My experience of Godox backup is zero. They simpoly don't respond. To be fair, Profoto UK is not much use with tech response - but there are excellent 3rd party service people to give me this support.

There is something about the "feel" of the lights in use. It's hard to quantify... If they were car doors, Profoto would be a more reassuring clunk when you close the door.

Godox don't fail in comparison, I just find I work quicker with Profoto. And of course when I bought Profoto, the AD600's weren't around.

So, when I'm shooting outdoors or balancing with ambient I'll typically use my B1's but in those cases I'll typically only use 2x strobes, (maybe an extra little speedlight or two sync'd up). In that case I pay a bit more but I have 1/10 stop adjustment, better colour rendition, easier gel application and HSS when I need it.

When I'm in studio mode I'll be using 5-6 strobes all day and so mains power comes into play - hence my D1's. And with that 1/10 adjustment, colour accuracy, flat head OR dome use and all those beautifully made Profoto modifiers, AND with the Air remote system which is fast and gives me modeling light control, I'm only paying £120 more per head.

And of course if I need to supliment my kit, shoot on location or send a unit in for repair, (not yet), I can hire in duplicate replacements in a heartbeat from almost any city.

Must admit, I prefer the Godox display being on the side.

Never expect massive differences, but the experience is different. How different is up to the user.

Lars Daniel Terkelsen's picture

Thanks a lot for explaining in depth.
Two notes:
AD600 pro (as well as the pro remote) has just been updated to accommodate 1/10 stop adjustment. And there is a color accuracy mode on the AD600 pro, that I have seen reported to be more accurate than Broncolor.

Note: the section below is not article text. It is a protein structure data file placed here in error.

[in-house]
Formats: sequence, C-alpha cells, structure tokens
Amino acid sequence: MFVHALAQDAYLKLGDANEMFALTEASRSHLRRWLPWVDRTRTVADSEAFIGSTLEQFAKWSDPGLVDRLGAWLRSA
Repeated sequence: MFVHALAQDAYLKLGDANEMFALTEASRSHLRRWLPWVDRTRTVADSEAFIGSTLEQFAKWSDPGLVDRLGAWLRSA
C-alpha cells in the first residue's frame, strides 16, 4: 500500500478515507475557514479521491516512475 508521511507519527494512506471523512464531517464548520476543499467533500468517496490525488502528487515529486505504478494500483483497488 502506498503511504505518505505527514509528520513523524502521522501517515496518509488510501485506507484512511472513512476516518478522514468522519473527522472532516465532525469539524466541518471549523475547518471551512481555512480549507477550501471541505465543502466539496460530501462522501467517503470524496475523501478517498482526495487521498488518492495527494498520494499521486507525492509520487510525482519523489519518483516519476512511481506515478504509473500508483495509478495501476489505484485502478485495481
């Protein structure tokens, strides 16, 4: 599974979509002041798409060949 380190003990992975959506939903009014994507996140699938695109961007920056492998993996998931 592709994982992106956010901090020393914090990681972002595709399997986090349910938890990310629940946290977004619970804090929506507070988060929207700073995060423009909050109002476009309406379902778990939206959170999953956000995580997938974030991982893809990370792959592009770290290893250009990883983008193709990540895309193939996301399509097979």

Lee Christiansen's picture

Good to hear of the development. I'm happily entrenched in the Profoto ecosystem so I don't keep up with all the new tweaks of other brands.

When I bought my Profoto gear I was working more than I am now and the choices were more limited. Godox is bringing some great new products to market amd they're aiming for better and better quality. Certainly if I was doing it agin I would be auditioning their systems with careful attention.

Michael Jin's picture

The reference to the "clunk" of a car door is interesting because that's something car companies specifically go out of their way to acoustically engineer to increase the perception of quality despite the fact that it's not something that is necessarily related to the ACTUAL quality of the product (be it the door or the car).

In photography we see a similar thing with lens manufacturers building barrels out of metal rather than plastic despite it having no beneficial effect other than increasing the perceived value (we associate heavier with better build quality).

I find it interesting that you attribute some sort of "feel" to a strobe and I would be curious to know what that can be attributed to because I've never thought of strobes like that.